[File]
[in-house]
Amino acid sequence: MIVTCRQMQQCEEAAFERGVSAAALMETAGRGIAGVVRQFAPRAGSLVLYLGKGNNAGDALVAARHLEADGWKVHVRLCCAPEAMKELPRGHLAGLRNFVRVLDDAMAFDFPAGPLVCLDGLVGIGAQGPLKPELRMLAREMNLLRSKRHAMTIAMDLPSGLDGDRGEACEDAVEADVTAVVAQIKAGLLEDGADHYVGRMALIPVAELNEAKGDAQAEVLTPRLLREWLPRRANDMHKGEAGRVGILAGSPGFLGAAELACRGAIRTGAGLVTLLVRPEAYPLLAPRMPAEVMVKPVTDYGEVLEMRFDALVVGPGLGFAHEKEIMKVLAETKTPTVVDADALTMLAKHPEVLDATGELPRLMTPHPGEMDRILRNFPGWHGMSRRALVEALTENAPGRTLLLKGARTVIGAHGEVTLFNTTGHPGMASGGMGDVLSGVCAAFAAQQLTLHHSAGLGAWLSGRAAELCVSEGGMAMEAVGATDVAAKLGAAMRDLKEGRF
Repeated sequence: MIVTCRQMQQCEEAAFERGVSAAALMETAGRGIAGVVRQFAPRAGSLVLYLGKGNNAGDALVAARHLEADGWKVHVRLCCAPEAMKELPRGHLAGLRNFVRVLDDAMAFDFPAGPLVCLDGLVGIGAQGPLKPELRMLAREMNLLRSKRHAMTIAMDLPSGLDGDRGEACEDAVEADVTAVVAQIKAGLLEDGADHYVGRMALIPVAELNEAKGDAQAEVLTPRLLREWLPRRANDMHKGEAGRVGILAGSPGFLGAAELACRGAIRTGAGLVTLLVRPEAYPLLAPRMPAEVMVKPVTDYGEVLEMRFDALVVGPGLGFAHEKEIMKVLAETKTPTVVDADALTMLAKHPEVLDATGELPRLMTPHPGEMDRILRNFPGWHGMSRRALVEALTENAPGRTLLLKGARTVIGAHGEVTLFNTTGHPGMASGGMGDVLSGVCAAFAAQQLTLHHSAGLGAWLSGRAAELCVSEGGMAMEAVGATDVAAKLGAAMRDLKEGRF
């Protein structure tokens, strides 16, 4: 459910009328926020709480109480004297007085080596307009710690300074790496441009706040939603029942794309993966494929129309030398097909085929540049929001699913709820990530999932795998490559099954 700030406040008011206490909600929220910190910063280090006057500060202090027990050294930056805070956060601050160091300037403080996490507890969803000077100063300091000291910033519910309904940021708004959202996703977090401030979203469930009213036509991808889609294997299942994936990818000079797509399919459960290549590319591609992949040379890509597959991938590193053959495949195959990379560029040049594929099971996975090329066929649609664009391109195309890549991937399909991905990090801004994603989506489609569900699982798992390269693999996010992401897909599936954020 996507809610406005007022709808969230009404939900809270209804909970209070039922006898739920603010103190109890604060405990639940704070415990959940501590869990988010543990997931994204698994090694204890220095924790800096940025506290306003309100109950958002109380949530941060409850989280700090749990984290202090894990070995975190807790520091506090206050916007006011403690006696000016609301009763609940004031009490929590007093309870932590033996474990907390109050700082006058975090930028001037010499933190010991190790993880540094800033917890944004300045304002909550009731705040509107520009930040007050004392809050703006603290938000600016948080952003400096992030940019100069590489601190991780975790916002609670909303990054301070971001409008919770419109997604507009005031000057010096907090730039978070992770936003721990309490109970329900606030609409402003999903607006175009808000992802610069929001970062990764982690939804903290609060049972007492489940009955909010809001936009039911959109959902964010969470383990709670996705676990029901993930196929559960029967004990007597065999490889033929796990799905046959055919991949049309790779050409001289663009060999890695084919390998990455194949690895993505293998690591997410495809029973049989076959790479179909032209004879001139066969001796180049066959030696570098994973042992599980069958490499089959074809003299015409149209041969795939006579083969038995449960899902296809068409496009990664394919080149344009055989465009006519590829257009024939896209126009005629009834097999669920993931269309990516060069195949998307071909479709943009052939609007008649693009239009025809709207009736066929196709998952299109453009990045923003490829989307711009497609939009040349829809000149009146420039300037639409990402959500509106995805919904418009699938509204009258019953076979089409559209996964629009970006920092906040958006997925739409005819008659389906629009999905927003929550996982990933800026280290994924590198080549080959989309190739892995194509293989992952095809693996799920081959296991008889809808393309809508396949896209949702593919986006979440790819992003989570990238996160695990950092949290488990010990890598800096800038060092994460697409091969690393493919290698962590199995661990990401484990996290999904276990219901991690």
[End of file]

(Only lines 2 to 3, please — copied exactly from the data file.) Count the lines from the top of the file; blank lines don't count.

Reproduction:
Amino acid sequence: MIVTCRQMQQCEEAAFERGVSAAALMETAGRGIAGVVRQFAPRAGSLVLYLGKGNNAGDALVAARHLEADGWKVHVRLCCAPEAMKELPRGHLAGLRNFVRVLDDAMAFDFPAGPLVCLDGLVGIGAQGPLKPELRMLAREMNLLRSKRHAMTIAMDLPSGLDGDRGEACEDAVEADVTAVVAQIKAGLLEDGADHYVGRMALIPVAELNEAKGDAQAEVLTPRLLREWLPRRANDMHKGEAGRVGILAGSPGFLGAAELACRGAIRTGAGLVTLLVRPEAYPLLAPRMPAEVMVKPVTDYGEVLEMRFDALVVGPGLGFAHEKEIMKVLAETKTPTVVDADALTMLAKHPEVLDATGELPRLMTPHPGEMDRILRNFPGWHGMSRRALVEALTENAPGRTLLLKGARTVIGAHGEVTLFNTTGHPGMASGGMGDVLSGVCAAFAAQQLTLHHSAGLGAWLSGRAAELCVSEGGMAMEAVGATDVAAKLGAAMRDLKEGRF
Repeated sequence: MIVTCRQMQQCEEAAFERGVSAAALMETAGRGIAGVVRQFAPRAGSLVLYLGKGNNAGDALVAARHLEADGWKVHVRLCCAPEAMKELPRGHLAGLRNFVRVLDDAMAFDFPAGPLVCLDGLVGIGAQGPLKPELRMLAREMNLLRSKRHAMTIAMDLPSGLDGDRGEACEDAVEADVTAVVAQIKAGLLEDGADHYVGRMALIPVAELNEAKGDAQAEVLTPRLLREWLPRRANDMHKGEAGRVGILAGSPGFLGAAELACRGAIRTGAGLVTLLVRPEAYPLLAPRMPAEVMVKPVTDYGEVLEMRFDALVVGPGLGFAHEKEIMKVLAETKTPTVVDADALTMLAKHPEVLDATGELPRLMTPHPGEMDRILRNFPGWHGMSRRALVEALTENAPGRTLLLKGARTVIGAHGEVTLFNTTGHPGMASGGMGDVLSGVCAAFAAQQLTLHHSAGLGAWLSGRAAELCVSEGGMAMEAVGATDVAAKLGAAMRDLKEGRF